Damian Lillard explained why he's upset with the anti-Trump protests in Portland

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Damian Lillard is upset about the damage anti-Donald Trump protests have done to the city of Portland following his election on Tuesday.

The Trail Blazers point guard told ESPN that "I don't think this is the solution" when asked about the massive protests in Portland that have turned violent and damaged property in the city.

"I think it's very unfortunate that people have done some of the things they have done during the protest. A lot of harm and damage has been done," Lillard told ESPN on Saturday. "I do understand their frustration, and I commend people wanting to come together for some kind of change. Tearing apart your own city just isn't the place to begin, and also making your own city less of a safe place isn't the answer."

SEE MORE: Gregg Popovich goes on lengthy rant over Trump's election: 'I'm sick to my stomach'

Many major cities throughout the country have protested since Trump won the electoral college early Wednesday. Though most protests have been peaceful, Portland has drawn attention for smashed car windows and other vandalism. Police used tear gas and flash bang canisters to disperse crowds on Friday night, and one person was shot early Saturday. Lillard said the shooting was particularly upsetting.

"For someone to be shot on the bridge lets you know it has gone too far," Lillard said. "That could have been a kid out there or any person catching a stray bullet."

See photos from the anti-Trump protests in Portland:

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Anti-Trump protests in Portland
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Anti-Trump protests in Portland
Demonstrators attend a protest against Donald Trump's US presidential election victory, at City Hall in Portland on November 11, 2016. Demonstrators took to the streets in Miami, Los Angeles, New York and other US cities to oppose Donald Trump's election as president for a third straight night of nationwide protests. / AFP / Ankur Dholakia (Photo credit should read ANKUR DHOLAKIA/AFP/Getty Images)
TOPSHOT - A demonstrator holds up a placard during a protest against Donald Trump's US presidential election victory, at City Hall in Portland on November 11, 2016. Demonstrators took to the streets in Miami, Los Angeles, New York and other US cities to oppose Donald Trump's election as president for a third straight night of nationwide protests. / AFP / Ankur Dholakia (Photo credit should read ANKUR DHOLAKIA/AFP/Getty Images)
A protestor gestures at police at Pioneer Square in Portland, Oregon on November 11, 2016, to protest the election of US President-elect Donald Trump. Aanti-Trump protesters spilled onto the streets for a third straight night, with the Republican president-elect facing mounting calls to reassure Americans who fear a xenophobic crackdown under his authority. / AFP / Ankur Dholakia (Photo credit should read ANKUR DHOLAKIA/AFP/Getty Images)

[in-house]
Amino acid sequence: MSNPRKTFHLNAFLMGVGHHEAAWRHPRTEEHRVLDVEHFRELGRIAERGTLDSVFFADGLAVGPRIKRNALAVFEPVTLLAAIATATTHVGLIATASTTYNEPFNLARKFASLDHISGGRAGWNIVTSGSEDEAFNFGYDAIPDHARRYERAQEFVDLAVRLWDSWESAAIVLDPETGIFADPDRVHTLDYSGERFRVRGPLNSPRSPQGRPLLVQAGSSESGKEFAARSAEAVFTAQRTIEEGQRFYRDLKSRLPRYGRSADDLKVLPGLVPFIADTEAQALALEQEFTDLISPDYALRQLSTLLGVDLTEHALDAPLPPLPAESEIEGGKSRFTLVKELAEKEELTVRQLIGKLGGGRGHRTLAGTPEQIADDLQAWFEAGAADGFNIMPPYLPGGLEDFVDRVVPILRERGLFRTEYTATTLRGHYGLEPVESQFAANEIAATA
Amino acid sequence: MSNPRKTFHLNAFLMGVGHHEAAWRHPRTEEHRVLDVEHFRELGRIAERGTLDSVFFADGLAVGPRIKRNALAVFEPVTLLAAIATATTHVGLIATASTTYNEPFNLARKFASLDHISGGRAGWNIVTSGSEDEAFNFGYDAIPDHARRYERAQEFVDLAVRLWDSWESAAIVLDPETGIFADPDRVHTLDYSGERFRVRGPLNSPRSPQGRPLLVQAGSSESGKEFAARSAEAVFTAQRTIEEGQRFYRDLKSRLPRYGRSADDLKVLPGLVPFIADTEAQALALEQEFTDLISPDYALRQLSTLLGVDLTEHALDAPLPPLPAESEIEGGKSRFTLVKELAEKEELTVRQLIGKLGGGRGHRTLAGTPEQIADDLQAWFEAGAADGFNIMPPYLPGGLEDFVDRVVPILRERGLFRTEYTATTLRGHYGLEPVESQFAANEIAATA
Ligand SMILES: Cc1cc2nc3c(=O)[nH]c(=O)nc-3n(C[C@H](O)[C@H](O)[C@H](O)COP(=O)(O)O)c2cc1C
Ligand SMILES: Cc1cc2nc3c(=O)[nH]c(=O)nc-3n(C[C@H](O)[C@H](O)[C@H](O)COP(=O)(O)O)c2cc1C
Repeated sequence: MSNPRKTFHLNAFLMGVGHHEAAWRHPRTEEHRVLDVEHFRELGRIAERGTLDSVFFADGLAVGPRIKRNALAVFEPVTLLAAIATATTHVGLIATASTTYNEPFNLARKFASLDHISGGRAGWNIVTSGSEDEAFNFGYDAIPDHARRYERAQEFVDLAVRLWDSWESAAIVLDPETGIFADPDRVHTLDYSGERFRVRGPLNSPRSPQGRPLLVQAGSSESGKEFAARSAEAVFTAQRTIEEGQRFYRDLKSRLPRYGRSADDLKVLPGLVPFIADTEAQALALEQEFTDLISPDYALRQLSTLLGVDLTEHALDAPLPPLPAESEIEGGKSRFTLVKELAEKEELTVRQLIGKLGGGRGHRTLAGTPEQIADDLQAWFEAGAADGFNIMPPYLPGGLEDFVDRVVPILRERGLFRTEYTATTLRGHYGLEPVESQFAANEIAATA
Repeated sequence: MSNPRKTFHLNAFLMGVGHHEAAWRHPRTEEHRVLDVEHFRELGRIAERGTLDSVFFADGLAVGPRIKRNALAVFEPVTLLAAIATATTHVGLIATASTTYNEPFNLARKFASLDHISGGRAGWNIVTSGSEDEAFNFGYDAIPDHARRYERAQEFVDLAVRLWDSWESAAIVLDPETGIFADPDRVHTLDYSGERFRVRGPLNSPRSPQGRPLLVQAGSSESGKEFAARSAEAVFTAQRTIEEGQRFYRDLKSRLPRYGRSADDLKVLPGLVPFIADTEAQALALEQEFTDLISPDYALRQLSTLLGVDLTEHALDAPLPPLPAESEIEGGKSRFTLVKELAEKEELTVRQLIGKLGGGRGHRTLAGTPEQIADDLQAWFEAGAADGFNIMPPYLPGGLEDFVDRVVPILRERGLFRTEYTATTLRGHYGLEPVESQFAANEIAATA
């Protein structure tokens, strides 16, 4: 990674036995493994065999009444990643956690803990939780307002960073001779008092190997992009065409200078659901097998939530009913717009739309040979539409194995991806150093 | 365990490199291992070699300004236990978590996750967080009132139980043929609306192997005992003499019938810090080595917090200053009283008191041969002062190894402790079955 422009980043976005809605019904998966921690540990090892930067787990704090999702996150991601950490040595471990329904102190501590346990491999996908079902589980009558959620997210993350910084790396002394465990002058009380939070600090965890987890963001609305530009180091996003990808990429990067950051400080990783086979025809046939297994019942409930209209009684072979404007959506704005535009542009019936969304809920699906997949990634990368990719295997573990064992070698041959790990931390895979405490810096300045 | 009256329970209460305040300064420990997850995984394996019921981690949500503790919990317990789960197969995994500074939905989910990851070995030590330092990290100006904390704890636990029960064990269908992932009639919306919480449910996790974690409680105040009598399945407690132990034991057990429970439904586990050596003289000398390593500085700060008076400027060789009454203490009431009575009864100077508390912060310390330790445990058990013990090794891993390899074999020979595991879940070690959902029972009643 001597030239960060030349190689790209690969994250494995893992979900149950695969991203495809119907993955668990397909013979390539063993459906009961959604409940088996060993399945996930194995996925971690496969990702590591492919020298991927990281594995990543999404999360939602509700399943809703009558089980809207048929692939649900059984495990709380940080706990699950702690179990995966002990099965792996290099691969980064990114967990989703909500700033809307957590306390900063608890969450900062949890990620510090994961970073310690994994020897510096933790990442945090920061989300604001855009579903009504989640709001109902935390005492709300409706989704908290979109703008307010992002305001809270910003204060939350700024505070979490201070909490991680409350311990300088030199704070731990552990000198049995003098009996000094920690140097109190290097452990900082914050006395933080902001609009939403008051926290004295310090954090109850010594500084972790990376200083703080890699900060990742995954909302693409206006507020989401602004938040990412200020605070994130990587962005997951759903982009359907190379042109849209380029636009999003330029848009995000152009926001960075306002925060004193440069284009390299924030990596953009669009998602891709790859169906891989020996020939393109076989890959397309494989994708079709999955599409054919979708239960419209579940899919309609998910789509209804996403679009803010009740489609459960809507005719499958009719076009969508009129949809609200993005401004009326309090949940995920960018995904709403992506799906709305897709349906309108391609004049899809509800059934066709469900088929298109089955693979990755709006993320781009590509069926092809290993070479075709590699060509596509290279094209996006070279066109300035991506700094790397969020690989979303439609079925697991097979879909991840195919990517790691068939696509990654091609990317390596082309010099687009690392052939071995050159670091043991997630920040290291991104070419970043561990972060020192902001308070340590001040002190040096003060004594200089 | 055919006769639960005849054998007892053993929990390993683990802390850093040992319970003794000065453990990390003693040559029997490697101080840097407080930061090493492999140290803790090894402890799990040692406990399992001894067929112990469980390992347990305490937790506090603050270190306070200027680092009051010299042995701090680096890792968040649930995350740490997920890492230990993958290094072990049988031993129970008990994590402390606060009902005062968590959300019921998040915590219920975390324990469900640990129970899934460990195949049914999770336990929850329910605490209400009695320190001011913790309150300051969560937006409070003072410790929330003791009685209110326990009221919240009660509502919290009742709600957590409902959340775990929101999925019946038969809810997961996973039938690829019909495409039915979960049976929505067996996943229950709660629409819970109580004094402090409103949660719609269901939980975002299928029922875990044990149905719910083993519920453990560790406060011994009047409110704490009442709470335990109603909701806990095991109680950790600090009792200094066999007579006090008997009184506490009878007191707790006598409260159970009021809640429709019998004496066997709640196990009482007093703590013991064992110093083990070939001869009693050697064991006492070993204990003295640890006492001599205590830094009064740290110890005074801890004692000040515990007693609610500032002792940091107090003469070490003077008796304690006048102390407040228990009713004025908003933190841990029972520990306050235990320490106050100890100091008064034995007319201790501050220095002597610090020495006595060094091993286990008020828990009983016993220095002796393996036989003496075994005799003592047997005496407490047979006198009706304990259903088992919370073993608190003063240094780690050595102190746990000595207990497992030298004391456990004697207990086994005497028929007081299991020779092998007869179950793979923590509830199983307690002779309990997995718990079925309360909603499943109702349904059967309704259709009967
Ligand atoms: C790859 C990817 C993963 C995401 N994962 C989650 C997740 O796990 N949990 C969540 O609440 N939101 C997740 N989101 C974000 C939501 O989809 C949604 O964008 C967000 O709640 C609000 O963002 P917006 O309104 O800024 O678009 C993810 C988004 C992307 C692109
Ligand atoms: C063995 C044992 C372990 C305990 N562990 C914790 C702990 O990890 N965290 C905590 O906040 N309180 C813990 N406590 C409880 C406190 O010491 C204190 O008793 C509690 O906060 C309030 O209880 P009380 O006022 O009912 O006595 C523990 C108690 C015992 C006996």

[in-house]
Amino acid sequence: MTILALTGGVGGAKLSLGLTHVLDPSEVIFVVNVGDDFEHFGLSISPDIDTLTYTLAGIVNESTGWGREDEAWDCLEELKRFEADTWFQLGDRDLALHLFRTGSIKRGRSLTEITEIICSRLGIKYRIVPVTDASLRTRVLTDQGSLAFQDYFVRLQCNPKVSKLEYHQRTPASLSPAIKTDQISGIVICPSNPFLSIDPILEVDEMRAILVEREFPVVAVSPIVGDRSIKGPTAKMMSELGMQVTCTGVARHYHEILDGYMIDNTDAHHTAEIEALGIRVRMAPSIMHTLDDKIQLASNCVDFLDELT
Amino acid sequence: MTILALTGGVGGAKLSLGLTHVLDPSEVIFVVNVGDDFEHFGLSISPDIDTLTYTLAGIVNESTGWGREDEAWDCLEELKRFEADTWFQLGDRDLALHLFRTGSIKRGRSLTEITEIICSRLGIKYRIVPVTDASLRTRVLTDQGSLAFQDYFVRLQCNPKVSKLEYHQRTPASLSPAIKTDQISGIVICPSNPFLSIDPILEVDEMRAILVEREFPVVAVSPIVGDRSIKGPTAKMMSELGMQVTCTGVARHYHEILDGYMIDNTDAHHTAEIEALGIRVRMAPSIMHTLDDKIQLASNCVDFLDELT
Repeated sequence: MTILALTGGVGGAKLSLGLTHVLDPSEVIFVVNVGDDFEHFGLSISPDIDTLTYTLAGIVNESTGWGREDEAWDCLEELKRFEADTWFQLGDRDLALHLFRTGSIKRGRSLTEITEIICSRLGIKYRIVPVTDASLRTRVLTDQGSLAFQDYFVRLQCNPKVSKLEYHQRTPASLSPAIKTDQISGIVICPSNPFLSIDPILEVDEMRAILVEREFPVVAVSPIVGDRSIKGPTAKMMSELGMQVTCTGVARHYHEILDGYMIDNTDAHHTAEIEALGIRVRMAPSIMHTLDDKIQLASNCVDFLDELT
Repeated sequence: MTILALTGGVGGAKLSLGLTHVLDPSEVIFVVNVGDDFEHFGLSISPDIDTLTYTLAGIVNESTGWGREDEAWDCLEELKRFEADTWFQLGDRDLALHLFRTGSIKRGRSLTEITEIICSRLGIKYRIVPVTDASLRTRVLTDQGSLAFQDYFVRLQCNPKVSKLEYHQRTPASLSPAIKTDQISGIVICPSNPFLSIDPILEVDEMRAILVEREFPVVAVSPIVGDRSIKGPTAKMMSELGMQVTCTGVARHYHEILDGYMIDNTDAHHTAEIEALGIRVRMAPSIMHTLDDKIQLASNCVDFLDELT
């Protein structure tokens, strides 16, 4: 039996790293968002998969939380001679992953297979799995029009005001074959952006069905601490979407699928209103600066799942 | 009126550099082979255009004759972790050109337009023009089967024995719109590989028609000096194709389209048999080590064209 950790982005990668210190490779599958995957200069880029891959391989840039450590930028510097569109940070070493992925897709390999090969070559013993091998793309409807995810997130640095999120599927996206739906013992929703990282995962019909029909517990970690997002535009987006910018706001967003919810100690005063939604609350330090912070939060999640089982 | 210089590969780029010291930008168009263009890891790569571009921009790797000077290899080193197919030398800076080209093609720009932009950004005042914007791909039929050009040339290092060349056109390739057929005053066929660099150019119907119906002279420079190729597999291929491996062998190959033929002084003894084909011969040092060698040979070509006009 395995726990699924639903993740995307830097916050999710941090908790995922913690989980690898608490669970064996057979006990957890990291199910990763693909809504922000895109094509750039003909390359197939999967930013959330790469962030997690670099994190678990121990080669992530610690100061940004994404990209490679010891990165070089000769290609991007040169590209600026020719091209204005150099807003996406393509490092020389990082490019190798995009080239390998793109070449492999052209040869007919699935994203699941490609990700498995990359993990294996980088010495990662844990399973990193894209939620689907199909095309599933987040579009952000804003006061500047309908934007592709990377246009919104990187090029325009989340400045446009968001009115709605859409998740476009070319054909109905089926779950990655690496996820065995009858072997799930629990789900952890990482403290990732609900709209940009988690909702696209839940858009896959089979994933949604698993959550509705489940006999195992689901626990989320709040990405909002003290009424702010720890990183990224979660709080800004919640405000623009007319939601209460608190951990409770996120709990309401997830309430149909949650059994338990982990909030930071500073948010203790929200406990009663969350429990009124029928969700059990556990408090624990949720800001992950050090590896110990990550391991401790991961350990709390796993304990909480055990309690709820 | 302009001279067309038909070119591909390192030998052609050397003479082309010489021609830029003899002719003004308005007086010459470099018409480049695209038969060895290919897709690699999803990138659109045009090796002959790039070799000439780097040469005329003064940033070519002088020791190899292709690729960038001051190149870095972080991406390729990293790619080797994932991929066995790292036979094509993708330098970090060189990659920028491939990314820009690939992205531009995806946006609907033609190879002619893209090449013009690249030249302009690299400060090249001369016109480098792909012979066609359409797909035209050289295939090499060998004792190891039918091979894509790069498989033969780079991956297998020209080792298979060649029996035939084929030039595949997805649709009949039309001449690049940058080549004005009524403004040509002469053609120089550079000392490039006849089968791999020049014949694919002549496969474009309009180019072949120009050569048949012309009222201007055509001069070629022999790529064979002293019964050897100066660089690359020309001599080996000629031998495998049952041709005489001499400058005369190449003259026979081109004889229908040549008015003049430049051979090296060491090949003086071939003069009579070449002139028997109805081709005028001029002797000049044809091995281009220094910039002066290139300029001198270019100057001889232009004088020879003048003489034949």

Protestors gather at City Hall in downtown Portland to voice their opinion following the US elections on November 11, 2016. Demonstrators took to the streets in Miami, Los Angeles, New York and other US cities to oppose Donald Trump's election as president for a third straight night of nationwide protests. / AFP / ALD Photography / Ankur Dholakia (Photo credit should read ANKUR DHOLAKIA/AFP/Getty Images)
Protestors gather at City Hall in downtown Portland to voice their opinion following the US elections on November 11, 2016. Demonstrators took to the streets in Miami, Los Angeles, New York and other US cities to oppose Donald Trump's election as president for a third straight night of nationwide protests. / AFP / ALD Photography / Ankur Dholakia (Photo credit should read ANKUR DHOLAKIA/AFP/Getty Images)
Police wearing riot gear watch as demonstrators protest against Donald Trump's US presidential election victory, at City Hall in Portland on November 11, 2016. Demonstrators took to the streets in Miami, Los Angeles, New York and other US cities to oppose Donald Trump's election as president for a third straight night of nationwide protests. / AFP / Ankur Dholakia (Photo credit should read ANKUR DHOLAKIA/AFP/Getty Images)
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Lillard was emotional in answering questions about the protests in what he called "his city."

"Portland has been a great place since I've been here and long before, but this type of activity doesn't even seem to fit the description of Portland," Lillard said. "Especially when the majority of the people here voted for Hillary. So if this is an anti-Trump rally, then you're probably harming the people that you side with in most cases. So again I share the same worry, but I don't think this is the solution."

Lillard's concern for the police and the citizens they are supposed to protect is valid. The message that violence is not the answer in Portland is valid but so, too, is the frustration many feel about the state of the world right now. Hopefully Lillard continues to be a voice of reason for people in Portland and can help ease tensions in his city.

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